It is like an old blacksmith’s bellows, the very moment that you cease to blow, the fire goes down, and especially the fires of those that burn cedar coal; and those who use the blacksmith’s bellows, know how long it takes to kindle up the fire, that is, when they have got the same material on hand; and it is just so with the Gospel of Christ. If we quench the Spirit, and do not magnify the Lord by our works and by our faith, that which is in us soon goes out, and we die a natural death in the kingdom. Then, if we wish to obtain influence again, we have to become humble, come forth and get re-baptized for the remission of sins, and have hands laid on for the gift of the Holy Ghost, and obey it strictly in all things, before we can get the zeal and flame of the Gospel again to burn in our souls. (Ezra T. Benson, JD 3:77)


[99]         With the loss of spiritual gifts, we have been losing the power of the Priesthood.




And I would exhort you, my beloved brethren, that ye remember that he is the same yesterday, today, and forever, and that all these gifts of which I have spoken, which are spiritual, never will be done away, even as long as the world shall stand, ONLY according to the unbelief of the children of men. (Moroni 10:19)

We must acknowledge that these gifts and signs were given for a divine purpose, so why are they lacking when so many unconverted people are still on the earth? If we do not exhibit any spiritual powers, how can anyone determine which is the true church? Is there any other way to determine the true believers from the imposters? The Lord said, “These signs shall follow them that believe”–so, are most of us in the category of “unbelievers”?

The true church of Jesus Christ cannot function as it should without those spiritual gifts. If it doesn’t have the gifts, then it has no more power than other churches. Joseph F. Smith said:

If the time or condition should ever come to pass that a man, possessing human weaknesses, shall lead the Church, woe be to the Church; for it will then become like the churches of the world, man-made and man-led, and have no power of God or of life eternal and salvation connected with it; only the wisdom, the judgment and intelligence of man. I pity the world because this is their condition. (Gospel Doctrine, 7th ed., pp. 138-39)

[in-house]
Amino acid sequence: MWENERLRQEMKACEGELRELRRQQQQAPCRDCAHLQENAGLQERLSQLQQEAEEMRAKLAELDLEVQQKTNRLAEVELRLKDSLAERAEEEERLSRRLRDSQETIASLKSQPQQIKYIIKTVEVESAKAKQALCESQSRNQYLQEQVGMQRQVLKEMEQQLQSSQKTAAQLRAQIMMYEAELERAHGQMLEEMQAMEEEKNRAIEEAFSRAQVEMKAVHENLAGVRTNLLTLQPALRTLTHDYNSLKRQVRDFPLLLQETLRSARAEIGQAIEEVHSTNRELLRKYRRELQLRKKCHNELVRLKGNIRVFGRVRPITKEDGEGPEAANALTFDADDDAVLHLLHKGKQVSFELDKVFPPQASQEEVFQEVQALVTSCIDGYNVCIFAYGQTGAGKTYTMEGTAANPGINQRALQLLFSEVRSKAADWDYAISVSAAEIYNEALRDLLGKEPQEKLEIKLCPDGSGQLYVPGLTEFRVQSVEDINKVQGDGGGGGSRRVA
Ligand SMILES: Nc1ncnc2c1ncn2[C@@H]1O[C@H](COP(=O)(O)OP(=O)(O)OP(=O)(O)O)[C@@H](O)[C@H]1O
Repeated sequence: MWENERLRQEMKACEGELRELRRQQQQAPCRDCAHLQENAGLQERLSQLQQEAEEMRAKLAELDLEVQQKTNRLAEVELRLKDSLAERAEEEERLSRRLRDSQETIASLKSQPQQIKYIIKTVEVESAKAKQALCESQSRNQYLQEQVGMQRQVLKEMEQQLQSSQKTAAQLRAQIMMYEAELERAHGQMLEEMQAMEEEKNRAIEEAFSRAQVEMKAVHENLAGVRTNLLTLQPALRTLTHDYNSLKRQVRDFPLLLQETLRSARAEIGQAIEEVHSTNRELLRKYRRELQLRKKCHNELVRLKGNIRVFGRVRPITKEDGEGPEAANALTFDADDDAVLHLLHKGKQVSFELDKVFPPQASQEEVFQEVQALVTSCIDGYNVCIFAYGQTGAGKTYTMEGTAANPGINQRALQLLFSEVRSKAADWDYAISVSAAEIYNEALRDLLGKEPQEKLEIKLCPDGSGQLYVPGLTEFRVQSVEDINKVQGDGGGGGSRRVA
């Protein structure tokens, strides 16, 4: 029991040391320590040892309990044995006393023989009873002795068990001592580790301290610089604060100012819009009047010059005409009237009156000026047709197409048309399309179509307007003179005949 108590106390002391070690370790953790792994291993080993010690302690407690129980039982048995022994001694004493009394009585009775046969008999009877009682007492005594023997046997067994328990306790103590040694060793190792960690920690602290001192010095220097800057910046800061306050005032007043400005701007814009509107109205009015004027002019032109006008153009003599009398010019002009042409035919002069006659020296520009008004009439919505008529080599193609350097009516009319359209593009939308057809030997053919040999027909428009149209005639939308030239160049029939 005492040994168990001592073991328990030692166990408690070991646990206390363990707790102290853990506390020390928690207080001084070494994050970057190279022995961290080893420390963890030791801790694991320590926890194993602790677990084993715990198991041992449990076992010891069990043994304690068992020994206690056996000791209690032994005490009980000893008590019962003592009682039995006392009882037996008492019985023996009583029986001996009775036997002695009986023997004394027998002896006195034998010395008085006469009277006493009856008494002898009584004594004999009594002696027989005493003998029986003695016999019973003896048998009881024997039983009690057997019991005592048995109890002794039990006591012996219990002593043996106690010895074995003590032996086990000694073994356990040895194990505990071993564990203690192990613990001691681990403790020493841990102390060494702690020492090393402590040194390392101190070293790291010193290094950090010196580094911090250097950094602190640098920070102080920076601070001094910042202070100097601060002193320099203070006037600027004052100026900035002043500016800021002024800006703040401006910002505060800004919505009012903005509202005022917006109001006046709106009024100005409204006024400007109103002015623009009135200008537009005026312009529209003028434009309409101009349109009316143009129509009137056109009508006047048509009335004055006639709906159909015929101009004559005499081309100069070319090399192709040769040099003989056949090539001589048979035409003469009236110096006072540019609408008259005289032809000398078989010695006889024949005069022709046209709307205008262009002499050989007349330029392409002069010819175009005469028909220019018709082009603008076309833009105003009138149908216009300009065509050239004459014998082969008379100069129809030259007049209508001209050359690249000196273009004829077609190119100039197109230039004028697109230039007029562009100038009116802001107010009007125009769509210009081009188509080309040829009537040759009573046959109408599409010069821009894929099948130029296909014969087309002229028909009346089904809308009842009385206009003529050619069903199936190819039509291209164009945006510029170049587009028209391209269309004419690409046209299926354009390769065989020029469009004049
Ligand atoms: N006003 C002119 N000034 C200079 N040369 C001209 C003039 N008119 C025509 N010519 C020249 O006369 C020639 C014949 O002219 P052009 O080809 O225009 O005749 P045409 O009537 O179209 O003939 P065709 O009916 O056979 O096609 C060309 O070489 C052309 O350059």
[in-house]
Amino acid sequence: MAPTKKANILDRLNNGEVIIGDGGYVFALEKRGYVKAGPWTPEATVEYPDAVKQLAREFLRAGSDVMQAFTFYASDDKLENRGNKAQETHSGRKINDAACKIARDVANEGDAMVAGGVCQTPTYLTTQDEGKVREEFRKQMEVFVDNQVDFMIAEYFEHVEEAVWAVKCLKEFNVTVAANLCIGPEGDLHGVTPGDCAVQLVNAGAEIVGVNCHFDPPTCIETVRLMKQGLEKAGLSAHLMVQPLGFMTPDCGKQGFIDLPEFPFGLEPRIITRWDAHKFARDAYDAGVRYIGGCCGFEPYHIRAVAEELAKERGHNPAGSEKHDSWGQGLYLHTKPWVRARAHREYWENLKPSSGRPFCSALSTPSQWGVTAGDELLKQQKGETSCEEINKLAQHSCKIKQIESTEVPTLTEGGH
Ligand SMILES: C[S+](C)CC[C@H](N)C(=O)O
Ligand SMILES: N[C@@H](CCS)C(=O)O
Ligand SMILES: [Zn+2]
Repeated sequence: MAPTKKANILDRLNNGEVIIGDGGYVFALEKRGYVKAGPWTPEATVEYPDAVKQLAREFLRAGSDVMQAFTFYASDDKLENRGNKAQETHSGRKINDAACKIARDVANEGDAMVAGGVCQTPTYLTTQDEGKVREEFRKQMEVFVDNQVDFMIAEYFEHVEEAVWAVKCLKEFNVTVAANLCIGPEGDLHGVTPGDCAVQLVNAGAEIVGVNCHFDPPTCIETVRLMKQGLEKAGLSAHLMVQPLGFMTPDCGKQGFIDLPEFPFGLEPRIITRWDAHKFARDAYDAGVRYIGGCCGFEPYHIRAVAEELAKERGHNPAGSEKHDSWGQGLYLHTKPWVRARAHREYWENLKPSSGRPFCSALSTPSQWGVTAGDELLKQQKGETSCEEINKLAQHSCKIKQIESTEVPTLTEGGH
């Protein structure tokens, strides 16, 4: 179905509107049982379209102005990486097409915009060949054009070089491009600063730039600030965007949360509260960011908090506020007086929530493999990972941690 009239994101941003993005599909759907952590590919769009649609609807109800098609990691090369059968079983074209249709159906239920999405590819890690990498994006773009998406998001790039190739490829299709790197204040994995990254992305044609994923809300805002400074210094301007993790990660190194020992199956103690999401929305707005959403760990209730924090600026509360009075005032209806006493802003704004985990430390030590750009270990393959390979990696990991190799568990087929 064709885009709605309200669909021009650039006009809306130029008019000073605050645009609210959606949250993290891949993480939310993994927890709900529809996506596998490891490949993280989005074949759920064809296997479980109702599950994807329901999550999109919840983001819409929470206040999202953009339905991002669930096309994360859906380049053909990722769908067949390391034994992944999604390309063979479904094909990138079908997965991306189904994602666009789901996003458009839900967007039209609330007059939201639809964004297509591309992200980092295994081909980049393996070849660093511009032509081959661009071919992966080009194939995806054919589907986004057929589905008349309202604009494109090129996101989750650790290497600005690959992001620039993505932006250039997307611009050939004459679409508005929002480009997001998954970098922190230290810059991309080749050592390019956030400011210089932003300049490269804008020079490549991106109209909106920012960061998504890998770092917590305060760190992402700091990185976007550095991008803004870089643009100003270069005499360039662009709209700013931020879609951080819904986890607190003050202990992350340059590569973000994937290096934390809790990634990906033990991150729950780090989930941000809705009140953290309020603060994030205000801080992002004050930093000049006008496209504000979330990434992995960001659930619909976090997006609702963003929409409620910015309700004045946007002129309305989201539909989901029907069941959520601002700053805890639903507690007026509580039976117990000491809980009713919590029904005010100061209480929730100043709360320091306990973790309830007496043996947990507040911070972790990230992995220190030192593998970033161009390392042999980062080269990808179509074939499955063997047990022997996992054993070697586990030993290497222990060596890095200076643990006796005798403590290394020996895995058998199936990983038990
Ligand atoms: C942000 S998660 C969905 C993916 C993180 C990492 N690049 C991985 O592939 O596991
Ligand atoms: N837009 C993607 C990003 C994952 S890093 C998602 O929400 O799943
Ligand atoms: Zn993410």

[100] Spiritual gifts are the fruit of the Church of Jesus Christ, but if the Church bears little or no fruit, it is under condemnation. If the true church preaches any other doctrines than those sanctioned by Christ, then the spiritual gifts will wane.

When the early Christians changed the Gospel, the spiritual gifts were lost. Jedediah Grant warned of the same condition occurring in our dispensation:

Well, though we or an angel from heaven preach any other Gospel, let him be accursed. No matter how near men may preach the Gospel; they must preach the same Gospel, every part of it, every ordinance of it, every principle Jesus Christ revealed and His apostles taught; if they do not, they teach another Gospel, and if they teach another, says the Apostle, let them be accursed.

Now if you will preach the same Gospel, you will preach the same principles precisely that were taught not only by Paul, Peter, James, and John, but by all the rest of their fellow servants. And when men received the Holy Ghost, they spake with other tongues, and prophesied. In order to tell whether people have embraced the true Gospel or not, we need only to look at their fruits, for by their fruits shall ye know them, . . . (JD 2:231)

Orson Pratt also warned:

All churches which have not faith to obtain revelations and laws by the inspiration of the Holy Ghost, are not the churches of God. Though they may pretend to great piety; profess to be Christians; make long prayers; preach eloquent sermons, and meet together every Sabbath day under the pretense of worshipping God, yet if they have not faith to obtain new revelations, and visions, and the ministry of angels, they are not the church of God, and are deceiving themselves and others with a false and [101] delusive religion; a religion by which they will perish, as the scripture saith, “Where there is no vision the people perish.” <Proverbs 29:18> (Orson Pratt’s Works, p. 70)